This could be an understatement of a lifetime in Cameroon! I have lived in Tucson during monsoon season, and that is just child’s play in comparison. My house has a tin roof and it amplifies the sound of the rain. I know that I have not experienced dry season…but I already think that rainy season is my favorite. The roads turn into mud rivers and all I want to do is jump in the puddles and get as muddy as possible! I decided against that when I saw the neighborhood kids peeing on the side of the road. There will be no playing in ANY mud while I am in Cameroon!
I went shopping for Pangia last week. I got a dress and a skirt made. The next couple things on my list are more skirts, dresses and a bath robe! Be prepared for when I come home…my house is going to look like Africa threw up on the fabric and I cannot wait! If you are ever shopping for fabric here in Cameroon, my tip to you is to taste the fabric. If it tastes salty, then run away! It means that the colors will run and every time you wash your outfit you will need to add salt.
I just completed my first week of immersion for school. I am beyond exhausted! It is draining having to communicate in another language. But I will commend not only myself but the other trainees on their efforts! We are all improving daily. I take my language exam this week and I hope to improve to Intermediate Low. In order to get sworn in I have to reach Intermediate High. I started out at Novice Low…aka the lowest possible ranking!
I am not sure exactly if I have the words to describe how I feel about being in Cameroon. Maybe I did not realize how difficult it would be to move here. Previous volunteers really only mentioned the great parts, but they failed to mention how hard it actually is. The quote for the Peace Corps is: “It’s the hardest job that you will ever love.” And I am starting to see how that is the case.
Let me paint this picture for you. The power is out in your house and you want to go and use the bathroom in the morning. You wake up and search for your headlamp in the dark, put on clothes and flip flops (AC is a thing of the past…you you wear a sports bra and underwear to bed), then you realize that you don’t have water in your bucket to flush the toilet. So you grab your bucket, go outside to the well and spend 10 minutes trying to get water out of it. (it seems like it might be an easy task…but it is not) Now that your bucket is filled you carry it to the bathroom. Also, you must remember that there are 2 types of toilets here in Cameroon, well 2 that I have seen thus far, a latrine aka a hole in the ground, or an actual toilet. But you cannot sit on this porcelain God because there is most likely something growing in it, or a lizard might be in it. So you squat and once you have finished your business you have to take the bucket of water and pour it down the toilet.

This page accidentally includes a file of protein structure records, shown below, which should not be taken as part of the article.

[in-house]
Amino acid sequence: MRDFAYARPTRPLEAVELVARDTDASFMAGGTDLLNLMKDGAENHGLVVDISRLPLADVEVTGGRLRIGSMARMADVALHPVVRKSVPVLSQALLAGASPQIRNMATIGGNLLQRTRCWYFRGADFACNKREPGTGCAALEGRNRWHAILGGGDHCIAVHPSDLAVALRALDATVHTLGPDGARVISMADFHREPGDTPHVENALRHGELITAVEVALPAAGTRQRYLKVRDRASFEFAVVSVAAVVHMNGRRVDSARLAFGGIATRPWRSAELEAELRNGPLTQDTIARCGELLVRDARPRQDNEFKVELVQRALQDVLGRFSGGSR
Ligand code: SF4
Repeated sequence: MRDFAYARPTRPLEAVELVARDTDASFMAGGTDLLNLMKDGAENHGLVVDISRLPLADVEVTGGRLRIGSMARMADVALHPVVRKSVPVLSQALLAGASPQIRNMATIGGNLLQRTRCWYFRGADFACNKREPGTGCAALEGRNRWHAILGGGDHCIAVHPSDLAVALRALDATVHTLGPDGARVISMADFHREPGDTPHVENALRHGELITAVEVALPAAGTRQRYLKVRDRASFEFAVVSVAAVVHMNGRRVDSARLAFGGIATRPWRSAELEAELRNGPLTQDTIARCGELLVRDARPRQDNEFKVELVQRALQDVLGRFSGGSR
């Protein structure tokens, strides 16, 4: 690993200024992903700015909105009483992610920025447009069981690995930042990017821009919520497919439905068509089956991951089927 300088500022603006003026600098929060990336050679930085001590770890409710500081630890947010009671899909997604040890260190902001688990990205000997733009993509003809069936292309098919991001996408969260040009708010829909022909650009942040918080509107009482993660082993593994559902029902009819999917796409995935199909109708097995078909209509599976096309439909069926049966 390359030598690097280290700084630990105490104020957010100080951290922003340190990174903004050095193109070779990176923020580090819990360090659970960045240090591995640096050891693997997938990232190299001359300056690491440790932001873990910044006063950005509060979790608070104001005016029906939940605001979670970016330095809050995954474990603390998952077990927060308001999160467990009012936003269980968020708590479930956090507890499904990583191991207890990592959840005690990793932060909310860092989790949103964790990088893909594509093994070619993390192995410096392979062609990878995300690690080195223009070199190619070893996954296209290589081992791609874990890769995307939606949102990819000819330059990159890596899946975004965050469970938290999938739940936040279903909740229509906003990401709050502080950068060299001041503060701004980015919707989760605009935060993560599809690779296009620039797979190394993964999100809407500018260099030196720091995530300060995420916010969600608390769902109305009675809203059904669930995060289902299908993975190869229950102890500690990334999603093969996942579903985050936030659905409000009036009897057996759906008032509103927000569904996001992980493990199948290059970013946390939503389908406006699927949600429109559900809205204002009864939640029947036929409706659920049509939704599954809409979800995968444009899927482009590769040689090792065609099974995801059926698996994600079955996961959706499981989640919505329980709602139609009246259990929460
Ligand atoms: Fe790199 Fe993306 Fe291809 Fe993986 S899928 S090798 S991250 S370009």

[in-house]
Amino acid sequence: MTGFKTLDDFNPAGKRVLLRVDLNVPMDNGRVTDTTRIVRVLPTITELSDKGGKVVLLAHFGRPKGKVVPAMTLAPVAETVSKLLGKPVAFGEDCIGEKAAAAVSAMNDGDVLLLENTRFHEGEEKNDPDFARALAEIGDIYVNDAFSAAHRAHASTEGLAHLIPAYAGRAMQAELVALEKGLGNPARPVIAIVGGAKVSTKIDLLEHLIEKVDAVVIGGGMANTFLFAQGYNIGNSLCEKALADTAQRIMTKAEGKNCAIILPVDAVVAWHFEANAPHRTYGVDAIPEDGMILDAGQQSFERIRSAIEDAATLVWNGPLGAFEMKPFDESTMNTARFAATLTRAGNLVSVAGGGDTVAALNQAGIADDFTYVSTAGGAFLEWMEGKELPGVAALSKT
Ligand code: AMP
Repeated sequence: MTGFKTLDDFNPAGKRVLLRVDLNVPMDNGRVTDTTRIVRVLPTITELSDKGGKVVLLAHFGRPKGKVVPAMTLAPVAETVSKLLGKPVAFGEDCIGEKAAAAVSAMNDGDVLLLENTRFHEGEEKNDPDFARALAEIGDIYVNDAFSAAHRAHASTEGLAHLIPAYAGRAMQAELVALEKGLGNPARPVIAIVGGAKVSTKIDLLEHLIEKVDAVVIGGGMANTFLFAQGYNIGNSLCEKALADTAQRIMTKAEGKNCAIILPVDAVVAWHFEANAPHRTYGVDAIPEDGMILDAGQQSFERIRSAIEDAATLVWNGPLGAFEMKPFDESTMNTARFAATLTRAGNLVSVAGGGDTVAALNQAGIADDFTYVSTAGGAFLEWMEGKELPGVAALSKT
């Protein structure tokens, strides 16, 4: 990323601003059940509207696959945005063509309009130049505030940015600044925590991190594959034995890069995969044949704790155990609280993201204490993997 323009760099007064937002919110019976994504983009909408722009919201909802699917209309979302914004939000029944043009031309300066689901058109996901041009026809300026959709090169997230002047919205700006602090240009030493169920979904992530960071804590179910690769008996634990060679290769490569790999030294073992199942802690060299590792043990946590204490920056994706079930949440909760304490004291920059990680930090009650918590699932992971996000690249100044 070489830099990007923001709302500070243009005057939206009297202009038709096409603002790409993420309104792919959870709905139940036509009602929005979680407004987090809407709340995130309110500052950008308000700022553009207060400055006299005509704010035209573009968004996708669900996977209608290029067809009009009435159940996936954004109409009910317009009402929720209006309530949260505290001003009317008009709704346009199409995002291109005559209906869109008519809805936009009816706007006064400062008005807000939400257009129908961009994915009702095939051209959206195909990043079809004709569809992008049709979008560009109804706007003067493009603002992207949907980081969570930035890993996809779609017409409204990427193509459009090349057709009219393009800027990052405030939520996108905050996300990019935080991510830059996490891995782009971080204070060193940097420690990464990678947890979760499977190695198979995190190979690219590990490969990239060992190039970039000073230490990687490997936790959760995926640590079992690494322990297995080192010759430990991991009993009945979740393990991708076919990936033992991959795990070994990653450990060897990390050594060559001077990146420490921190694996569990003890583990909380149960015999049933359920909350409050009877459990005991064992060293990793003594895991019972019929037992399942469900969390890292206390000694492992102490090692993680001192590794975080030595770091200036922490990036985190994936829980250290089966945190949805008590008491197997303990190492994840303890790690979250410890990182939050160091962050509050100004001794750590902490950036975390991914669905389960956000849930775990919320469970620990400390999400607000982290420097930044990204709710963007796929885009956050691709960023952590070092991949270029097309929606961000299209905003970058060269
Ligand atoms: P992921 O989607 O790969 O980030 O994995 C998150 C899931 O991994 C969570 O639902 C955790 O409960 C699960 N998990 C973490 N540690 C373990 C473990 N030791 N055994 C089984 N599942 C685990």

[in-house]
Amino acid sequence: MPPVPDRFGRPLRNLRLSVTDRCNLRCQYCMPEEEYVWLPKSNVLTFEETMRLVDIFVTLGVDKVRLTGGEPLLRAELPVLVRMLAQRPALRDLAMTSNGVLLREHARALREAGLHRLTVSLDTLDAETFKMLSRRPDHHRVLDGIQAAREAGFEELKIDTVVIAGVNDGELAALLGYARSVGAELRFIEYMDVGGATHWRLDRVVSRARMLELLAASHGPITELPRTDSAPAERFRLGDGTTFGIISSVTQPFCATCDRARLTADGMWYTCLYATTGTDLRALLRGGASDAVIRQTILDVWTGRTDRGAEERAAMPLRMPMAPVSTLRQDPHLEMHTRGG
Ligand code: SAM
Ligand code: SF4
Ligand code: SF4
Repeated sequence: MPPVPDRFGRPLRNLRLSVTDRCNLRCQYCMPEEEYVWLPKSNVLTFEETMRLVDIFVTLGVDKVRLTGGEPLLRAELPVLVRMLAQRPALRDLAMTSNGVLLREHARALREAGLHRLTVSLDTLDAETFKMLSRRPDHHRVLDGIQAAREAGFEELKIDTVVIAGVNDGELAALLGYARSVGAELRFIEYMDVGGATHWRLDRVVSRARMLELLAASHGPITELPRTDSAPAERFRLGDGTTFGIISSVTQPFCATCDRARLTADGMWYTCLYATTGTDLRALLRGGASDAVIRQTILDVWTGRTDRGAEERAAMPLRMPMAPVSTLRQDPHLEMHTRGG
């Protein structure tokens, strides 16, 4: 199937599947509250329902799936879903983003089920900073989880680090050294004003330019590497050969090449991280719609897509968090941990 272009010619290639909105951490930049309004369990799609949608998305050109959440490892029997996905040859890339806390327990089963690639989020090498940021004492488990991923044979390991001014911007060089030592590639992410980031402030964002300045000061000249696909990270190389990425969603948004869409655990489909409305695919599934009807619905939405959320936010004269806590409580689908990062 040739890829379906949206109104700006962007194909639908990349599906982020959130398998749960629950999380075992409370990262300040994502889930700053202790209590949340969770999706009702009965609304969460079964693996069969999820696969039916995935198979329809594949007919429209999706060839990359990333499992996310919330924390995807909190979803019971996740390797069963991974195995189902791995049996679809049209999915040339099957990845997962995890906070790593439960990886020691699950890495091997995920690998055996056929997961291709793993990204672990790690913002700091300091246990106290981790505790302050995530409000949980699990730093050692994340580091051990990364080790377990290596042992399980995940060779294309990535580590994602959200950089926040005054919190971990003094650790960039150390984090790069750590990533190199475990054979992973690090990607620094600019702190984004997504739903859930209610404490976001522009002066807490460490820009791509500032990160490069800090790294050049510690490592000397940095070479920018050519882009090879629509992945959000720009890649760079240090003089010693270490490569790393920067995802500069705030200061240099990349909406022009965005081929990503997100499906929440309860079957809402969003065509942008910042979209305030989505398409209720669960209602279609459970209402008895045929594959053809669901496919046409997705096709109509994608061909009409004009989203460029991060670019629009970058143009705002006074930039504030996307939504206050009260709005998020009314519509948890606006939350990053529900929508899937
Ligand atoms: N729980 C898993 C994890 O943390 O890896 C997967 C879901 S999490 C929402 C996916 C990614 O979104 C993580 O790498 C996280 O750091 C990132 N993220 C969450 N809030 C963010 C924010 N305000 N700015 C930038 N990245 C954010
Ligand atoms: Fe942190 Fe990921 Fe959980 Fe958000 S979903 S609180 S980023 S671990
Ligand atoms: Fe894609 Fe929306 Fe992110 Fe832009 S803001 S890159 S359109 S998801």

Now that you have finally gone to the bathroom you realize that you need to start getting ready for school. So you take you bucket and fill it up at the well. Go to the latrine (also your toilet) and give yourself a bucket bath. You have a cup and you pour the water on yourself. Once you have finished showering you have you use a squeegee on a stick to get all the water to go down the latrine. This, my friends, is my new life! And I have one of the nicer houses! But please don’t forget that the power has been out the whole time!
Cameroon is treating me well. You get used to the bucket baths and you get used to being woken up by the rain on your tin roof. People here treat you like family. I call my host parents, Mon Pere et Ma Mere and the boys are Mes Freres. When walking anywhere near my house the kids will run up and give you a big hug! Everyone will always say hello, offer to a meal and a cold beer. I even get my name being said with a head shake from side to side; “Oh Danielle!” So aside from a few differences, I am feeling right at home. Maybe I have always been a Cameroonian at heart and just never knew it! Or maybe the reality is that no matter where you are in the world people are ultimately the same, just maybe a different way to go about their daily lives.